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Youth Challenge

by Mackenzie Maglic

From the Editor: Communities across the country have developed programs that provide children with disabilities the opportunity to take part in sports and other activities. One such program, offering a wide range of options for kids and teens, is Youth Challenge in the Greater Cleveland area.

Two kids stand in a farmyard with pens of ducks and turkeys.Youth Challenge (YC) is a nonprofit organization in Westlake, Ohio. The program brings together children with physical disabilities and youth volunteers who enrich each other's lives through one-on-one participation in adapted sports and recreational activities. Last year, YC began outreach for blind and visually impaired children to start up a grassroots goalball program in partnership with the United States Association of Blind Athletes.

Goalball is a Paralympic sport that is played by athletes who are visually impaired. The objective is to throw a ball into the opponent's goal. The regulation ball has bells inside, permitting players to locate it by ear.

The outreach was a huge success. After just one goalball practice, the excitement spread, and more and more interested participants signed up. Soon we formed a team of nine boys and girls who are committed to weekly practices.

The parents of the team members frequently express their appreciation for this program. They have shared many stories about what Youth Challenge means to their children. One mother told us that she had to bribe her eight-year-old son to come to his first goalball practice. He had tried several other sports and strongly disliked them all. His mother promised him a trip to the store after the goalball practice.

After ten minutes of goalball, the boy was all smiles. He had a fantastic time with his teammates, the volunteers, and the coaches. Following practice he told his mom and his coach how much he loves goalball and wants to be in the Paralympic Games someday.

The next morning, the coach received an email from the boy's mother. She said that her son would like a goalball for his upcoming birthday, and she asked for suggestions on where to purchase one. It was great to receive such positive feedback! We hear many similar stories from the other children and their families.

Youth Challenge strives to meet the interests and needs of our athletes. It is evident that there is a shortage of opportunities in the area for blind and visually impaired youth to participate in team sports with their peers of similar abilities. Dedicated teen volunteers attend each practice to serve as guides and sports assistants. A typical goalball practice includes athletes practicing a set of drills to work on their throwing, blocking, and court orientation skills. This practice is followed by some game play. As a tradition that started on our first day, practices always end with a few jokes and a snack. Most of the jokes are made up by the athletes on the spot. It's great to conclude a practice by enjoying a few laughs together!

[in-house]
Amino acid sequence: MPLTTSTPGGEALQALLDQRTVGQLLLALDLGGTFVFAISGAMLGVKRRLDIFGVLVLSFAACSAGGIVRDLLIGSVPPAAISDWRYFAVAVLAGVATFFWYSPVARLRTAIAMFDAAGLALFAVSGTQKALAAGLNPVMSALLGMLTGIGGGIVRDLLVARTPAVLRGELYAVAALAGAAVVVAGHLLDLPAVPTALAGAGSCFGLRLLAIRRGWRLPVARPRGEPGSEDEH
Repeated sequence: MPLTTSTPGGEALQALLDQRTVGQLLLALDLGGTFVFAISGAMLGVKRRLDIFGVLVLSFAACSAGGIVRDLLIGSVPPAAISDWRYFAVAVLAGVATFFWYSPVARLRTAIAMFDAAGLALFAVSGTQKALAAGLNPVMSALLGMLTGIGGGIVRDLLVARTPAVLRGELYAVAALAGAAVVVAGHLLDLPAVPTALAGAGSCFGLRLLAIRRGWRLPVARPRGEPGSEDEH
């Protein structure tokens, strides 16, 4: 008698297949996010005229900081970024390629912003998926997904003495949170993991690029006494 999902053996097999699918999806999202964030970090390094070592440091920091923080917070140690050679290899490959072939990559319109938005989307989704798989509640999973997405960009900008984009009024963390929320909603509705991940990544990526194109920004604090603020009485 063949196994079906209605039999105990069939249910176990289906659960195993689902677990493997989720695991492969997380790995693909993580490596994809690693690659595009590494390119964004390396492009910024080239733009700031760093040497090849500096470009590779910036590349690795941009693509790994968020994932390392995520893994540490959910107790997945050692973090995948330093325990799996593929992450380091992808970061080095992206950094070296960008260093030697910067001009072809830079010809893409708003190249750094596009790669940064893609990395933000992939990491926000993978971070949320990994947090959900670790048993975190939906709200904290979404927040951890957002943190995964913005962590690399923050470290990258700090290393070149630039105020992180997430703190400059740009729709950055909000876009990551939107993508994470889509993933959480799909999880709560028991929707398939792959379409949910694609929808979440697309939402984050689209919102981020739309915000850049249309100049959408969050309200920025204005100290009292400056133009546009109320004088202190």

Laughing group of kids and counselors prepare to go down a slide.The camaraderie that has grown among the participants, volunteers, coaches, and parents has built an ideal team environment. Every practice is full of smiles, hard work, education, and friendship. Strong bonds have developed between the parents of team members. Parents enjoy coming to practice and mingling with other parents. They love to watch their children take part in sports that are designed so they can participate fully.

Several members of the team told us they also wanted to play soccer. Youth Challenge has now started a five-a-side soccer team for children with visual impairments. After having so much fun and success with goalball and soccer, the participants now take part in general YC recreational programs throughout the year. The team members have joined YC for swimming, horseback riding, and outings to the nature center and the Cleveland Zoo. YC also offers art, bowling, rock climbing, dance, drama, and a variety of sports such as archery, cycling, swimming, fencing, table tennis, volleyball, powerlifting, and more.  Each program is unique and allows participants to foster friendships in an inclusive environment that incorporates adaptations and modifications as needed.

Youth Challenge is excited about the recent purchase of several tandem bicycles. We will soon offer cycling to the children with visual impairments at a program called Run 'n Roll. At Run 'n Roll, participants will be able to engage in both cycling and running. The energy level of the goalball team is always at the maximum, and the players take a particular liking to running.

Youth Challenge is in the process of developing a strategic plan for beginning a YC track-and-field program. This program will be another great opportunity for visually impaired children. Goalball has planted the seed for children with visual impairments in the Greater Cleveland area to engage in team sports. More importantly, it has allowed the participants to meet new friends and have an assortment of fun experiences. Youth Challenge will continue to offer new and exciting opportunities for children and young adults with visual impairments.

Currently more than 170 participants with disabilities and a pool of more than 450 teen volunteers are involved with YC. The high-energy, positive, and nurturing atmosphere opens opportunities for these young people to learn about themselves and others, develop skills, and achieve success that they never dreamed possible.

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